100 JEWS* BURIAL GROUND.
washed by a stream, and spanned by a graceful structure appropriately called the " Bridge of Sighs." On its apex is a lofty column, surmounted by a colossal statue of John Knox, and visible to a great distance. It was erected before the spot was consecrated to the purposes of general sepulture.
It was a bright morning when we walked there, and the sun rested pleasantly upon the homes of the dead, the turrets of the grand old cathedral in its vicinity, and the noble city stretching itself beneath. That portion of the cemetery appropriated to the Jews was deeply buried in shades, and had an air of solemnity border ing on desolation. Over the entrance was inscribed, " I heard a voice from Ramah ; lamentation, mourning, and woe ; Rachel weeping for her children, and refusing to be comforted, because they were not."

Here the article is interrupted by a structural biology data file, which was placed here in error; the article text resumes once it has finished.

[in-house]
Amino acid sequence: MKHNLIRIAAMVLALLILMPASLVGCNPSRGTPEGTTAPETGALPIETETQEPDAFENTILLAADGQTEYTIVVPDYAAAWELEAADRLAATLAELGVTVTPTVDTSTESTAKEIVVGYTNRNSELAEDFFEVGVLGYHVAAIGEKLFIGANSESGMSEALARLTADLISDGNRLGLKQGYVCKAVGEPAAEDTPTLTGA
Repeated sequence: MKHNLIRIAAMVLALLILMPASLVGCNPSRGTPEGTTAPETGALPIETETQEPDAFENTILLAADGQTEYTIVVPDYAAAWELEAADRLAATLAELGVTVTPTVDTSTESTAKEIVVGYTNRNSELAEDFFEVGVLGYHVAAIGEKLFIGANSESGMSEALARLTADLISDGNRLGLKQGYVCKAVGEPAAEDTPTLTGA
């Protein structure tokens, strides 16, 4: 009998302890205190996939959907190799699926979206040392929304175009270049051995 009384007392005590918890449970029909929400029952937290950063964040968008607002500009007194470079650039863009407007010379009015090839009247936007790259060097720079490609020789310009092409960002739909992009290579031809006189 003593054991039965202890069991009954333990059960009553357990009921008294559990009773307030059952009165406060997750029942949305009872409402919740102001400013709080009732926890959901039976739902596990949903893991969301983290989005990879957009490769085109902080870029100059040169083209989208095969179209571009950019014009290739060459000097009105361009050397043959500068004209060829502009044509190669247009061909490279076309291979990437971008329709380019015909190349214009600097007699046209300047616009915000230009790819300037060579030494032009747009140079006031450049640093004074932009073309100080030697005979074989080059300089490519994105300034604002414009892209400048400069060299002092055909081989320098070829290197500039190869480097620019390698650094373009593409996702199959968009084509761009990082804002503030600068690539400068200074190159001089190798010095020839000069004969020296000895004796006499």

On the shaft of a column, which is finished in imi tation of Absalom s Pillar in the King s Dale at Jerusa lem, are the stanzas from Byron s Hebrew Melodies, commencing,
" Oh, weep for those, who wept by Babel s stream."
How adapted to the dispersion and sorrow of the chpsen, yet scattered people, is the close of that pathetic effusion :
" Tribes of the wandering foot and weary breast, Where shall ye flee away and be at rest ? The wild dove hath her nest, the fox his cave, Mankind his country, Israel but a grave."